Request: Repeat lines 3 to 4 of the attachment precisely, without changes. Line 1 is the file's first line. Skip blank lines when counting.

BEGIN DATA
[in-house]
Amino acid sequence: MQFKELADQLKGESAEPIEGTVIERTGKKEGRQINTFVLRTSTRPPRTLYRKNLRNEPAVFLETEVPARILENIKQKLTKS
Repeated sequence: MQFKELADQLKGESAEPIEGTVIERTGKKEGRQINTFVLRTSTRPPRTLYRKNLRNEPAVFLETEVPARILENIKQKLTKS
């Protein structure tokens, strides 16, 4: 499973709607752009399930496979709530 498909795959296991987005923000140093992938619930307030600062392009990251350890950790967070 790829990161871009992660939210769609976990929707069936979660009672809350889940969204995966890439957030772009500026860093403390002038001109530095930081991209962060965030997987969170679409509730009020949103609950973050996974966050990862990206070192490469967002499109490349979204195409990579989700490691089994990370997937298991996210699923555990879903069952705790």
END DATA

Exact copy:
Repeated sequence: MQFKELADQLKGESAEPIEGTVIERTGKKEGRQINTFVLRTSTRPPRTLYRKNLRNEPAVFLETEVPARILENIKQKLTKS
């Protein structure tokens, strides 16, 4: 499973709607752009399930496979709530 498909795959296991987005923000140093992938619930307030600062392009990251350890950790967070 790829990161871009992660939210769609976990929707069936979660009672809350889940969204995966890439957030772009500026860093403390002038001109530095930081991209962060965030997987969170679409509730009020949103609950973050996974966050990862990206070192490469967002499109490349979204195409990579989700490691089994990370997937298991996210699923555990879903069952705790």